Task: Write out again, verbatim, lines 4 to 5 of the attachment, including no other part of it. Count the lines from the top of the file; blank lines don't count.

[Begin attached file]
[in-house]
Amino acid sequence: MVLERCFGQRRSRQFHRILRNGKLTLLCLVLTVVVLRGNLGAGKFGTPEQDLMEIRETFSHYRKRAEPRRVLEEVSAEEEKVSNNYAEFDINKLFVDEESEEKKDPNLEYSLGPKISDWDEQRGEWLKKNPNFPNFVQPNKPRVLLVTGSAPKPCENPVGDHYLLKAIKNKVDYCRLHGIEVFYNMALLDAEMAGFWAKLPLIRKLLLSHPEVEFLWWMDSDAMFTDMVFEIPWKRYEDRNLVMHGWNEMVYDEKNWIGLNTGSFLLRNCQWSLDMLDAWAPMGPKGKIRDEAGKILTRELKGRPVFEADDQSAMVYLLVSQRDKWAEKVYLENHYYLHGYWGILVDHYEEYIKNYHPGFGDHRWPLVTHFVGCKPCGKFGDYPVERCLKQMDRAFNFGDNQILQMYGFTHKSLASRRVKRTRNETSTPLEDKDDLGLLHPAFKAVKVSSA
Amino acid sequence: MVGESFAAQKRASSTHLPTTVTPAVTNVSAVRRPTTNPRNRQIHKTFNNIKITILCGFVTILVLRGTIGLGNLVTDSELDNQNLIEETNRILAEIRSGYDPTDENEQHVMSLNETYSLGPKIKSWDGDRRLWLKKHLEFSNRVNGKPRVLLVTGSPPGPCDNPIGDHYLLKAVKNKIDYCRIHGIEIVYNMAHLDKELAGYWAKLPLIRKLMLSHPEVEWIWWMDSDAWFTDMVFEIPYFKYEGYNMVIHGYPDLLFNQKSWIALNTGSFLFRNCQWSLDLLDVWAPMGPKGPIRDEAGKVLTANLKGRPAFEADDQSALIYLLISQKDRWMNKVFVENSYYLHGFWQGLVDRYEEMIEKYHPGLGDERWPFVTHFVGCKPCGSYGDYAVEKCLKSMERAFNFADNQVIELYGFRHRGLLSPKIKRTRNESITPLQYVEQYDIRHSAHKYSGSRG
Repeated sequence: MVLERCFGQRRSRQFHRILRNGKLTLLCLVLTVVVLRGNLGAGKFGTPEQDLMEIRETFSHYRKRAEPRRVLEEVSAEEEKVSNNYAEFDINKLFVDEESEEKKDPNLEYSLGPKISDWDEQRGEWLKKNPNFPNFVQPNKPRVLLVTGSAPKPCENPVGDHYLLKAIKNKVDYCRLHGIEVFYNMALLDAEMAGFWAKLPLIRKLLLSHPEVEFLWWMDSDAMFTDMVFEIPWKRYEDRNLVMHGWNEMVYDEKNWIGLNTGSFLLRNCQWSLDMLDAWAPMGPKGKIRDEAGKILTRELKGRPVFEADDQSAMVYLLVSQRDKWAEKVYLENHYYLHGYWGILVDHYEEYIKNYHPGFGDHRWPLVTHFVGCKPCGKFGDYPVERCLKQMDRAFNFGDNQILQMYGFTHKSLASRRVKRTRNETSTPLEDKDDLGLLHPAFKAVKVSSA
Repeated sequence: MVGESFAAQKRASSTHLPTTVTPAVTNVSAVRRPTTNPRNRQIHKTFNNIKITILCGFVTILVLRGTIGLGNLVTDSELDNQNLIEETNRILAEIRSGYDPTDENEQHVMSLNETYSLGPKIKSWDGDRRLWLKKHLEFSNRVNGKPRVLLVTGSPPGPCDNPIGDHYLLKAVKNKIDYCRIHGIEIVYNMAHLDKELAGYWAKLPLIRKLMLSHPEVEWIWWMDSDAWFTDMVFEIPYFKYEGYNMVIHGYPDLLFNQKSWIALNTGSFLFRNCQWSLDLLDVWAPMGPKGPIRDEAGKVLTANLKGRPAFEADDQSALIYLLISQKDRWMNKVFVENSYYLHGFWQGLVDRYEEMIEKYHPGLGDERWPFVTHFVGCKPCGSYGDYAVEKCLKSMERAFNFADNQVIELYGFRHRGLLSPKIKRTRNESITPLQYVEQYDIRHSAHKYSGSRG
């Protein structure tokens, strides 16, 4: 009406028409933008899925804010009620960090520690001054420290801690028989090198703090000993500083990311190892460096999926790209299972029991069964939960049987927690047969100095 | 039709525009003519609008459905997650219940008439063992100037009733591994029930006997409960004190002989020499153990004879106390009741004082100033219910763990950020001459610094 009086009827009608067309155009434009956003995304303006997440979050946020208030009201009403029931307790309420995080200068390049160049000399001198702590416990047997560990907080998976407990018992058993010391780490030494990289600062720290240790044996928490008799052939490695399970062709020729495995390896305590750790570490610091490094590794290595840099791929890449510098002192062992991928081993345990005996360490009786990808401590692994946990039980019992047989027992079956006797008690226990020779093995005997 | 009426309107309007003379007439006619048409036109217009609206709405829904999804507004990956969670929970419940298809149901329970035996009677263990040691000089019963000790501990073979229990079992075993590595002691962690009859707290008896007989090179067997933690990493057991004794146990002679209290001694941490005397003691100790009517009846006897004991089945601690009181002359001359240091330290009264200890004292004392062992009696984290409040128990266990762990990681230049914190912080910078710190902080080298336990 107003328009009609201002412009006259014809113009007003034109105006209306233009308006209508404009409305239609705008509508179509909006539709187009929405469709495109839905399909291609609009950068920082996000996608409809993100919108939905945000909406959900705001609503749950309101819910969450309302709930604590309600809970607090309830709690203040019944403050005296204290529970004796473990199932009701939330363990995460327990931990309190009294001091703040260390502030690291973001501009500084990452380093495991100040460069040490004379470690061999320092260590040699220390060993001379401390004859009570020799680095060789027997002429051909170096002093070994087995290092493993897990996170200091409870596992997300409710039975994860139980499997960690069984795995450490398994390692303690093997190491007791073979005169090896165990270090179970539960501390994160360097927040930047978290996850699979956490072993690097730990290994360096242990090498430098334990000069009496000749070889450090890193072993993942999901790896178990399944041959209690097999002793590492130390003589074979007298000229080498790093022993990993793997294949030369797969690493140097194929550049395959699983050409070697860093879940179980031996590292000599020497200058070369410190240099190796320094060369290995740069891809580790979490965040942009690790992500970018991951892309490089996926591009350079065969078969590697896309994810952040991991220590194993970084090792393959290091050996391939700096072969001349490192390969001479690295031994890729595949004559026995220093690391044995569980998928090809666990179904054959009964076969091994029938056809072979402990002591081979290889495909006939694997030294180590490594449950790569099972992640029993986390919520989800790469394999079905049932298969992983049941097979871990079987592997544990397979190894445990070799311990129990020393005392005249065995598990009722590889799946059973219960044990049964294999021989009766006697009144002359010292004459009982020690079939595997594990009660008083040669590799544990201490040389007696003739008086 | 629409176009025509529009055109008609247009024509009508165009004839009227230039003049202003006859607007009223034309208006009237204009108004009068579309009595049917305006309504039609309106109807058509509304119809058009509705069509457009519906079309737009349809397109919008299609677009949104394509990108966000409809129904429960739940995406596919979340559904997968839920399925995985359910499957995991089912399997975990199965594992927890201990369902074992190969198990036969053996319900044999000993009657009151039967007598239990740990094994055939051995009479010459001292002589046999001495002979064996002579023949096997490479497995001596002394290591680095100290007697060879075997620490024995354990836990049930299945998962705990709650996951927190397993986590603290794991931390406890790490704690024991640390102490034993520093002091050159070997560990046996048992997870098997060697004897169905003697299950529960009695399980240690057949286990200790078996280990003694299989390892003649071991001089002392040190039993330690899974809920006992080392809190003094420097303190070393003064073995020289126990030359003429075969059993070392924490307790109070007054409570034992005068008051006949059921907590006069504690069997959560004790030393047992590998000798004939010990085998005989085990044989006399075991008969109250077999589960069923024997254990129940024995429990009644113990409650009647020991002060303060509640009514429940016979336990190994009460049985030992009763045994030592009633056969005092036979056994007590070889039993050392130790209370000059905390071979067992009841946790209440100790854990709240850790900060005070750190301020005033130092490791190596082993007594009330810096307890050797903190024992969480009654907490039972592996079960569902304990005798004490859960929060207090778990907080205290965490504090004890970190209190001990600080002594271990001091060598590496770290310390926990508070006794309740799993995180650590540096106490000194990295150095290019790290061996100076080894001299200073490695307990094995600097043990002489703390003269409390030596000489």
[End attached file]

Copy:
Repeated sequence: MVLERCFGQRRSRQFHRILRNGKLTLLCLVLTVVVLRGNLGAGKFGTPEQDLMEIRETFSHYRKRAEPRRVLEEVSAEEEKVSNNYAEFDINKLFVDEESEEKKDPNLEYSLGPKISDWDEQRGEWLKKNPNFPNFVQPNKPRVLLVTGSAPKPCENPVGDHYLLKAIKNKVDYCRLHGIEVFYNMALLDAEMAGFWAKLPLIRKLLLSHPEVEFLWWMDSDAMFTDMVFEIPWKRYEDRNLVMHGWNEMVYDEKNWIGLNTGSFLLRNCQWSLDMLDAWAPMGPKGKIRDEAGKILTRELKGRPVFEADDQSAMVYLLVSQRDKWAEKVYLENHYYLHGYWGILVDHYEEYIKNYHPGFGDHRWPLVTHFVGCKPCGKFGDYPVERCLKQMDRAFNFGDNQILQMYGFTHKSLASRRVKRTRNETSTPLEDKDDLGLLHPAFKAVKVSSA
Repeated sequence: MVGESFAAQKRASSTHLPTTVTPAVTNVSAVRRPTTNPRNRQIHKTFNNIKITILCGFVTILVLRGTIGLGNLVTDSELDNQNLIEETNRILAEIRSGYDPTDENEQHVMSLNETYSLGPKIKSWDGDRRLWLKKHLEFSNRVNGKPRVLLVTGSPPGPCDNPIGDHYLLKAVKNKIDYCRIHGIEIVYNMAHLDKELAGYWAKLPLIRKLMLSHPEVEWIWWMDSDAWFTDMVFEIPYFKYEGYNMVIHGYPDLLFNQKSWIALNTGSFLFRNCQWSLDLLDVWAPMGPKGPIRDEAGKVLTANLKGRPAFEADDQSALIYLLISQKDRWMNKVFVENSYYLHGFWQGLVDRYEEMIEKYHPGLGDERWPFVTHFVGCKPCGSYGDYAVEKCLKSMERAFNFADNQVIELYGFRHRGLLSPKIKRTRNESITPLQYVEQYDIRHSAHKYSGSRG